e-Day - Frequently Asked Questions


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  1. What is e-Day?
  2. What payments are affected?
  3. Is the NPP getting rid of cheques?
  4. What will happen if a busines can only write a cheque?
  5. Why does the NPP want to decrease the use of chques?
  6. Why are cheques seen as an inefficient form of payment?
  7. Have businesses been consulted in the lead-up to e-Day?
  8. Does e-Day affect consumer cheques?

 

1. What is e-Day?

e-Day - 19 September 2014 - is the date from which Government departments, local councils and other public sector bodies will stop sending or accepting cheques to and from businesses.

 

2. What payments are affected?

e-Day applies to Government to business (G2B), and business to Government (B2G) cheques only. It does not apply to personal cheques.

 

3. Is the NPP getting rid of cheques?

No. The intention is to reduce cheque usage in Ireland, particularly among businesses. However, personal cheques are not affected.

In DEASP, we will continue to accept and issue cheques in some instances:

  • Certain PRSI Refund payments will continue to be paid to businesses by cheque
  • Illness Benefit and Occupational Injury Benefit payments may be paid by cheque where no bank details can be obtained
  • Rare cases where payment can only be made by cheque
  • We will also continue to accept cheques where it is expedient and in the best interests of the exchequer to do so.
 

4. What will happen if a business can only write a cheque?

It is hoped that businesses, in conjunction with the relevant Government departments and agencies, will have migrated successfully away from cheques in advance of e-Day. Cheque volumes among business are already declining rapidly, and have fallen by almost one-quarter in the last two years alone.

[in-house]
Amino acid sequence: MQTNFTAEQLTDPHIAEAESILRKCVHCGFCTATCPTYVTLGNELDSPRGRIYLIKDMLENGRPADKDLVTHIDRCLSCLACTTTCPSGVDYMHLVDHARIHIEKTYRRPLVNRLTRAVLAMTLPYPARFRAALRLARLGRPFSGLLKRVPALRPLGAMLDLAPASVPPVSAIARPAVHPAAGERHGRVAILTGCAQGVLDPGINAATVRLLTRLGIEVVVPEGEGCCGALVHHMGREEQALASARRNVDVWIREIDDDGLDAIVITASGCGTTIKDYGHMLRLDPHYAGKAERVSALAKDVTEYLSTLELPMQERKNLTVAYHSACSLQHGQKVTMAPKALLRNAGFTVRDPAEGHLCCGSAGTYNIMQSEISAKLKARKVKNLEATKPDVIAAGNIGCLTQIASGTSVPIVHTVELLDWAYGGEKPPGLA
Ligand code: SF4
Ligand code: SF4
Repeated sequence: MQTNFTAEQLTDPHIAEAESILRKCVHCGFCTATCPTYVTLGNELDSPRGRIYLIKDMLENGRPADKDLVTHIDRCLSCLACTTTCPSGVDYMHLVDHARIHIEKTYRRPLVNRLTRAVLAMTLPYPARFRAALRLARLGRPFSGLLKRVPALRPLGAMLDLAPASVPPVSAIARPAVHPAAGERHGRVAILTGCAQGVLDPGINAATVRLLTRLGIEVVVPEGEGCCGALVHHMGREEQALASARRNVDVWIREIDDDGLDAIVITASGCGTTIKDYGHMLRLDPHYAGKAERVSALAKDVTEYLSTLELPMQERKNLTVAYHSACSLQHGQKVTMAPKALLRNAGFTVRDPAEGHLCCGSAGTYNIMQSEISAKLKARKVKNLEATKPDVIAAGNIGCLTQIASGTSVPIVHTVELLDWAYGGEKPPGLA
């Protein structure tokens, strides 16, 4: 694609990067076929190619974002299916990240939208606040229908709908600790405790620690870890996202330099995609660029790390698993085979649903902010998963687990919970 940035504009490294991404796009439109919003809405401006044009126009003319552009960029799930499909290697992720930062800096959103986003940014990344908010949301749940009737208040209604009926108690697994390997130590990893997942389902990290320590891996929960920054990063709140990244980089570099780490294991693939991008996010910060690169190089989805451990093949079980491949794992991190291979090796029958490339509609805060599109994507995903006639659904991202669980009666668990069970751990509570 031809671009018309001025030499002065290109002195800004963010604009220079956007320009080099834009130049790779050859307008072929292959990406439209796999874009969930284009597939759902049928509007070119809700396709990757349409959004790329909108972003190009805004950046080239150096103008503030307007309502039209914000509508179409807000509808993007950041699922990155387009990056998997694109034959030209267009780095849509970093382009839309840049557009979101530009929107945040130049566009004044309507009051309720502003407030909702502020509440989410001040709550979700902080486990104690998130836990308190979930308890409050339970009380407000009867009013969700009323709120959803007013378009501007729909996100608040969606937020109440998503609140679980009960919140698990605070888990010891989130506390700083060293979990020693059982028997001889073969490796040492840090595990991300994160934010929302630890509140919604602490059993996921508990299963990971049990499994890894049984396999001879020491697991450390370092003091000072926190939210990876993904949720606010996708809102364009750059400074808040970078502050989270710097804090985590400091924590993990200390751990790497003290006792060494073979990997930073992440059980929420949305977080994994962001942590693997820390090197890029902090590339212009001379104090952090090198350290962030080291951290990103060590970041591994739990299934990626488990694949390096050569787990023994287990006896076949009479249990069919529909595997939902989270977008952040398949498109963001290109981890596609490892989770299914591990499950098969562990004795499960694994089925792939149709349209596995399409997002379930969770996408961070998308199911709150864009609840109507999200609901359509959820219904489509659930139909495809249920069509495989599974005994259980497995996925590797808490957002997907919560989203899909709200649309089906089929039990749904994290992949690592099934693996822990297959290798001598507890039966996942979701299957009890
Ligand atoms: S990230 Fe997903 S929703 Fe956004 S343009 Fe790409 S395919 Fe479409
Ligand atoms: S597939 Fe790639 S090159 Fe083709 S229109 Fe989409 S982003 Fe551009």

5. Why does the NPP want to decrease the use of cheques?

Electronic payments such as transferring money through e-banking are far more efficient and economic than cheques. It is estimated that every cheque written costs around €3.55 (spread between the issuer, recipient and bank). That doesn’t include the cost associated with the time spent going to the bank to lodge cheques, parking and queuing in the branch.

 

6. Why are cheques seen as an inefficient form of payment?

Cheques need to be printed, go through several stages of transportation and require a degree of manual processing. Cheques pose a particular cash flow difficulty for small businesses because of their role in late payments – the ‘cheque in the post’ culture.

 

7. Have businesses been consulted in the lead-up to e-Day?

Yes. A Cheque Working Group run by the National Payments Plan programme office has been in operation in the Central Bank for over a year. This Working Group included, amongst others, Chambers Ireland, ISME and the Small Firms Association.

 

8. Does e-Day affect consumer cheques?

No. However Government departments, local authorities and State agencies are encouraged to provide electronic options for all payments received from consumers. This would further promote the use of non‐paper based payment systems across the economy.

If you have any specific questions on e-Day, please email brendan.smith@welfare.ie

Last modified:19/09/2014